The story itself is simple and fun, yet complex and psychologically astute. If it was a novel, I'd say it was an historical fantasy. Part Beatle images and lyrics (one character says of another, "She crept in through the bathroom window."); part semi-biographical (Sadie as a Janis Joplin character/Bono as a Ken Kesey/merry prankster character/a band (the Beatles?) playing music on a rooftop); part social commentary (draftees in formation carrying a Statue of Liberty on their shoulders are they trudge through the jungles of a miniature Vietnam singing "She's so heavy" from "I Want You"). " Across the Universe " has it all. The raw emotions of the songs come out through the acting. It's a mesmerizing mix of social commentary and youthful longing, hope and love.

Taymor's use of imagery is symbolically astute. The movie opens with images of wildly breaking ocean waves superimposed with images of social unrest, and then an image of a young woman -- Lucy, our story's love interest, but even more important, the awakened Feminine Spirit. Many people have dreams of tidal waves, and one of the symbolic meanings of these dreams is that the collective unconscious is stirring -- all of our culture's repressed values and needs are rising up and overwhelming collective consciousness. And the beautiful young woman is an image of the New Feminine Spirit that is arising in the collective unconscious -- a spirit that demands that we pay attention to the repressed feminine qualities of life -- connection, compassion, intuition, feelings, nurturing, love and life. Taymor ends the movie with a heartfelt cry of "All You Need Is Love." The rest of the story shows us how this is played out.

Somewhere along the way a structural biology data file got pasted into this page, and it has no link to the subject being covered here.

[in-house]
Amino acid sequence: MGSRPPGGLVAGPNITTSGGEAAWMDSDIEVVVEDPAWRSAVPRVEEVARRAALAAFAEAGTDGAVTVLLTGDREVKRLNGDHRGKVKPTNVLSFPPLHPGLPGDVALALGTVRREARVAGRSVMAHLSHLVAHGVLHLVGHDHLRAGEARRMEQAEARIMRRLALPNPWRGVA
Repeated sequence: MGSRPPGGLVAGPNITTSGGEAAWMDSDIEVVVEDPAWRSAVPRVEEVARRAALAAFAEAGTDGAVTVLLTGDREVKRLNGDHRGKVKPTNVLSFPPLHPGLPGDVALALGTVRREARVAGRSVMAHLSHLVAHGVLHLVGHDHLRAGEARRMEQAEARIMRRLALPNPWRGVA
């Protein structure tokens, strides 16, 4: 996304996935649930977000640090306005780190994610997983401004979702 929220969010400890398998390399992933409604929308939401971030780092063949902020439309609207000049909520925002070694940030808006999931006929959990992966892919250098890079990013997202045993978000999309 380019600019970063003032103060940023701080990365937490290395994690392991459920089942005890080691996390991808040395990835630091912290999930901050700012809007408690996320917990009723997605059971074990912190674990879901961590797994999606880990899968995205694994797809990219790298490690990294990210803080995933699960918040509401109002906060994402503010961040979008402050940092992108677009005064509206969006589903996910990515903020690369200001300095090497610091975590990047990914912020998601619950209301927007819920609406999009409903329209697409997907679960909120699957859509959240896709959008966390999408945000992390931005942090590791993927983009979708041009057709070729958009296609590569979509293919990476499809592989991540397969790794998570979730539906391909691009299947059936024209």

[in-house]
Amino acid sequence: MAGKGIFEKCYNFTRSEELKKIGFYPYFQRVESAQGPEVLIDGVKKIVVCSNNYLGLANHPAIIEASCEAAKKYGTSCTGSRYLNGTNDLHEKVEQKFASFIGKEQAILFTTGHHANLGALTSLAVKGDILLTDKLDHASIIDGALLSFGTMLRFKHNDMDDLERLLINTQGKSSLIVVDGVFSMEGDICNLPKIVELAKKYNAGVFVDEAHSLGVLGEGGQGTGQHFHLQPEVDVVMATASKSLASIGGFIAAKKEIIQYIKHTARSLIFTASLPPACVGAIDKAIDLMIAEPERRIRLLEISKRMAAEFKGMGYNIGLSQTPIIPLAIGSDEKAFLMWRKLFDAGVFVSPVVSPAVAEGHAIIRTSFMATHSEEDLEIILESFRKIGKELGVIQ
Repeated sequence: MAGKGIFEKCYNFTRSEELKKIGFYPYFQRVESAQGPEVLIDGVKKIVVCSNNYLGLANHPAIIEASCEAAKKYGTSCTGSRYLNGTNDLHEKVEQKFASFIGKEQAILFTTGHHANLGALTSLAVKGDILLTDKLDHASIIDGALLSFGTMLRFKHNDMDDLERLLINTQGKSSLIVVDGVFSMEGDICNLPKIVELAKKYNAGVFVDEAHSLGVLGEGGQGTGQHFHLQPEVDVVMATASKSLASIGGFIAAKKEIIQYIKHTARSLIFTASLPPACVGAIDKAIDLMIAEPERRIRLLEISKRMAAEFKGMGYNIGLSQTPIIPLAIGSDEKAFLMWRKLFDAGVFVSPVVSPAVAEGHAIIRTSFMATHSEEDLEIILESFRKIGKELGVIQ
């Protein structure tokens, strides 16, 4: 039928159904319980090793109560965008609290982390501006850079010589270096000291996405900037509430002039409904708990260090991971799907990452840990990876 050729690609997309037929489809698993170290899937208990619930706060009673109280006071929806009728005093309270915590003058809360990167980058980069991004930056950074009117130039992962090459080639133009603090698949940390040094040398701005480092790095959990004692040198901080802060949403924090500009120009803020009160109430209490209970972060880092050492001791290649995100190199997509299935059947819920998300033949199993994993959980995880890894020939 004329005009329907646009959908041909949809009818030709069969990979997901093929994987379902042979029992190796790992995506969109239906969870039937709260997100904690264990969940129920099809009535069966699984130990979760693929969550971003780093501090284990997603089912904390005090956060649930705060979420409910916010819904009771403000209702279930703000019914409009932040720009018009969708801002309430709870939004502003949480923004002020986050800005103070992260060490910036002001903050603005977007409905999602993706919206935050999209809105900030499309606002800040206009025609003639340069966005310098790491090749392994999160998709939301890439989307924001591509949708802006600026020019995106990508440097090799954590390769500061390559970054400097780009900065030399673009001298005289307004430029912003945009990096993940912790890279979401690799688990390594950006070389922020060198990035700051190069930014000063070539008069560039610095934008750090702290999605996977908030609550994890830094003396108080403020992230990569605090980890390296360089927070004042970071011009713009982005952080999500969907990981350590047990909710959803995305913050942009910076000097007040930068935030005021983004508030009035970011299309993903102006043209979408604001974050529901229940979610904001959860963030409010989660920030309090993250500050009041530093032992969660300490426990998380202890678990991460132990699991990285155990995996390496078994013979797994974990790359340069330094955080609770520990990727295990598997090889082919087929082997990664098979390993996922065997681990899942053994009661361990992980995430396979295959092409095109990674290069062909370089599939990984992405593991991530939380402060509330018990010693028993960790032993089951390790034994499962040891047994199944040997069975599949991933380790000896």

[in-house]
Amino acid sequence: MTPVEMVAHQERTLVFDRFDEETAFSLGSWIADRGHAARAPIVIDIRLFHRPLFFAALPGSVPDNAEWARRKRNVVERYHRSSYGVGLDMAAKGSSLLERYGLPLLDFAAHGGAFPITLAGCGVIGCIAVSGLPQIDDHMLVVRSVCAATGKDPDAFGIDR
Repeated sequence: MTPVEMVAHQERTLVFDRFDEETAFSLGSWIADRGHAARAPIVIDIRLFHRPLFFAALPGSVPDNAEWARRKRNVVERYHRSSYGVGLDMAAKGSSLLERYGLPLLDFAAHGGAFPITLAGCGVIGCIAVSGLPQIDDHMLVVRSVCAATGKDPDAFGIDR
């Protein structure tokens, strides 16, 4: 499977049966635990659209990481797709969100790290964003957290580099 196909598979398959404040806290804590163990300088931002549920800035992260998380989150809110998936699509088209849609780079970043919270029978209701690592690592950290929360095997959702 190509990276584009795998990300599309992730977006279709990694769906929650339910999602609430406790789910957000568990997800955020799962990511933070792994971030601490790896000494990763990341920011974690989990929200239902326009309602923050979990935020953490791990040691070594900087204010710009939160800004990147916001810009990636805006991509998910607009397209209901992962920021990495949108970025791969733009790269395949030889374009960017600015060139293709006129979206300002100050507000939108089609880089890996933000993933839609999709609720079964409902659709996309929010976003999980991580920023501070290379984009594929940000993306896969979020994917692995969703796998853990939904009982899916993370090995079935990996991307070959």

The story itself is true to the 60s. An all-American teenager, Lucy (Evan Rachel Wood), leaves home to follow her older brother Max (Joe Anderson) to New York after her boyfriend dies in the Vietnam War. In Liverpool, Jude (Jim Sturgess) leaves his work in the shipyards and comes to New York and meets Max, and they all end up living at singer Sadie's (Dana Fuchs) Greenwich Village apartment along with JoJo and Prudence. This youthful 'family' experiences the turbulence of the 60s together.  There's na├»ve Lucy whose eyes are opened to the possibilities of life beyond her 50's, sheltered upbringing; adventurous Brit Jude who breaks away from his working-class roots to make it as an artist in New York; Lucy's brother, Max, a college dropout who eventually gets drafted and sent to Vietnam; Sadie, a Janis Joplin-esque rock singer; her guitar-playing lover Jo-Jo, who comes from the riot-torn streets of Detroit; and a closet lesbian named Prudence. As these sympathetic characters go through the ups and downs of life in the 60's, we share their growing consciousness that the most important thing in life is LOVE. I left the movie feeling and knowing that this is still true.